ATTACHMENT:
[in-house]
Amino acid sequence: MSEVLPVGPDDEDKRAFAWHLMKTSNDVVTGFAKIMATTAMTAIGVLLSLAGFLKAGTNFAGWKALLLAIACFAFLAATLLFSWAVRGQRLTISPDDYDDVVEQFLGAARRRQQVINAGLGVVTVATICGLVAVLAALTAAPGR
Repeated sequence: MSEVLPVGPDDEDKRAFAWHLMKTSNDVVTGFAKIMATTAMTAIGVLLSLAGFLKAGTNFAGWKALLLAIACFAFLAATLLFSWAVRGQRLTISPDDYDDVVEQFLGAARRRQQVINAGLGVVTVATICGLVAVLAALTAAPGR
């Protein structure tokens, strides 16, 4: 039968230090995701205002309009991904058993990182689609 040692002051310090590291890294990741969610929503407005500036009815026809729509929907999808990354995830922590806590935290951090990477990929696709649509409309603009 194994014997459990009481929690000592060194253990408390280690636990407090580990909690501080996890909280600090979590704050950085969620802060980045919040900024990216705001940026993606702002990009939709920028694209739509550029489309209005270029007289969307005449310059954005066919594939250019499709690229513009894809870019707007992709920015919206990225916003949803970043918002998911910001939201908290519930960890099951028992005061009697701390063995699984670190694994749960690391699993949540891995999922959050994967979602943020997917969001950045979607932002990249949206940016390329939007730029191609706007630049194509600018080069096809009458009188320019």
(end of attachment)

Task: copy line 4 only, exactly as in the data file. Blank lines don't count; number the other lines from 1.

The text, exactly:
């Protein structure tokens, strides 16, 4: 039968230090995701205002309009991904058993990182689609 040692002051310090590291890294990741969610929503407005500036009815026809729509929907999808990354995830922590806590935290951090990477990929696709649509409309603009 194994014997459990009481929690000592060194253990408390280690636990407090580990909690501080996890909280600090979590704050950085969620802060980045919040900024990216705001940026993606702002990009939709920028694209739509550029489309209005270029007289969307005449310059954005066919594939250019499709690229513009894809870019707007992709920015919206990225916003949803970043918002998911910001939201908290519930960890099951028992005061009697701390063995699984670190694994749960690391699993949540891995999922959050994967979602943020997917969001950045979607932002990249949206940016390329939007730029191609706007630049194509600018080069096809009458009188320019």